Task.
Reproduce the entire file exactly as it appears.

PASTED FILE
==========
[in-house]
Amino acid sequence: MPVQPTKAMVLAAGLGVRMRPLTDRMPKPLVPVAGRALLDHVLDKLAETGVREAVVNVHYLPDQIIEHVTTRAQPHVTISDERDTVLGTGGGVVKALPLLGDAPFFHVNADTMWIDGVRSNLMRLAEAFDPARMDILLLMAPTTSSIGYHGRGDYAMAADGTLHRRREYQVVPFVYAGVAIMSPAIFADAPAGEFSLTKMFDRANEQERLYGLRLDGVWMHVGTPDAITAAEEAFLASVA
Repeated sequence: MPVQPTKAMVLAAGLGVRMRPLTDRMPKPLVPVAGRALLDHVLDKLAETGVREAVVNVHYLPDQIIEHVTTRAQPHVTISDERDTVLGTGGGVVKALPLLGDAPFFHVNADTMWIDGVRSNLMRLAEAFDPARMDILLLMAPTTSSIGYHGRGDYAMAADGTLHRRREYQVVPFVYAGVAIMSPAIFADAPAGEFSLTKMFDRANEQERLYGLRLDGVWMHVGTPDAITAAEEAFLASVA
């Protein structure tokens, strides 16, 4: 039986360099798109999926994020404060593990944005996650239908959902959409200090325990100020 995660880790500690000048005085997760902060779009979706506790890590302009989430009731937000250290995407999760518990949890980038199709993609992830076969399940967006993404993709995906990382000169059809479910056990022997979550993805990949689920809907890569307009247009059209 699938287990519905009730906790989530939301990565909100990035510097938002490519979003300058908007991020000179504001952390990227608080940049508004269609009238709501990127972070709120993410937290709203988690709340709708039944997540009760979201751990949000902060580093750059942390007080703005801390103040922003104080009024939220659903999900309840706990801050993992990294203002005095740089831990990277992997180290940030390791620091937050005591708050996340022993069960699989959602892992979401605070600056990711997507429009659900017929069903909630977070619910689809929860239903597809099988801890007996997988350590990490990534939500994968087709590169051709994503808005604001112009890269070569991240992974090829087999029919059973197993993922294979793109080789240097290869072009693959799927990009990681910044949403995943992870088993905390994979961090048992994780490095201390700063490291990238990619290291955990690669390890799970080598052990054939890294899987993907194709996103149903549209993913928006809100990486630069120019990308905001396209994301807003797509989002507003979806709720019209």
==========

[in-house]
Amino acid sequence: MPVQPTKAMVLAAGLGVRMRPLTDRMPKPLVPVAGRALLDHVLDKLAETGVREAVVNVHYLPDQIIEHVTTRAQPHVTISDERDTVLGTGGGVVKALPLLGDAPFFHVNADTMWIDGVRSNLMRLAEAFDPARMDILLLMAPTTSSIGYHGRGDYAMAADGTLHRRREYQVVPFVYAGVAIMSPAIFADAPAGEFSLTKMFDRANEQERLYGLRLDGVWMHVGTPDAITAAEEAFLASVA
Repeated sequence: MPVQPTKAMVLAAGLGVRMRPLTDRMPKPLVPVAGRALLDHVLDKLAETGVREAVVNVHYLPDQIIEHVTTRAQPHVTISDERDTVLGTGGGVVKALPLLGDAPFFHVNADTMWIDGVRSNLMRLAEAFDPARMDILLLMAPTTSSIGYHGRGDYAMAADGTLHRRREYQVVPFVYAGVAIMSPAIFADAPAGEFSLTKMFDRANEQERLYGLRLDGVWMHVGTPDAITAAEEAFLASVA
């Protein structure tokens, strides 16, 4: 039986360099798109999926994020404060593990944005996650239908959902959409200090325990100020 995660880790500690000048005085997760902060779009979706506790890590302009989430009731937000250290995407999760518990949890980038199709993609992830076969399940967006993404993709995906990382000169059809479910056990022997979550993805990949689920809907890569307009247009059209 699938287990519905009730906790989530939301990565909100990035510097938002490519979003300058908007991020000179504001952390990227608080940049508004269609009238709501990127972070709120993410937290709203988690709340709708039944997540009760979201751990949000902060580093750059942390007080703005801390103040922003104080009024939220659903999900309840706990801050993992990294203002005095740089831990990277992997180290940030390791620091937050005591708050996340022993069960699989959602892992979401605070600056990711997507429009659900017929069903909630977070619910689809929860239903597809099988801890007996997988350590990490990534939500994968087709590169051709994503808005604001112009890269070569991240992974090829087999029919059973197993993922294979793109080789240097290869072009693959799927990009990681910044949403995943992870088993905390994979961090048992994780490095201390700063490291990238990619290291955990690669390890799970080598052990054939890294899987993907194709996103149903549209993913928006809100990486630069120019990308905001396209994301807003797509989002507003979806709720019209």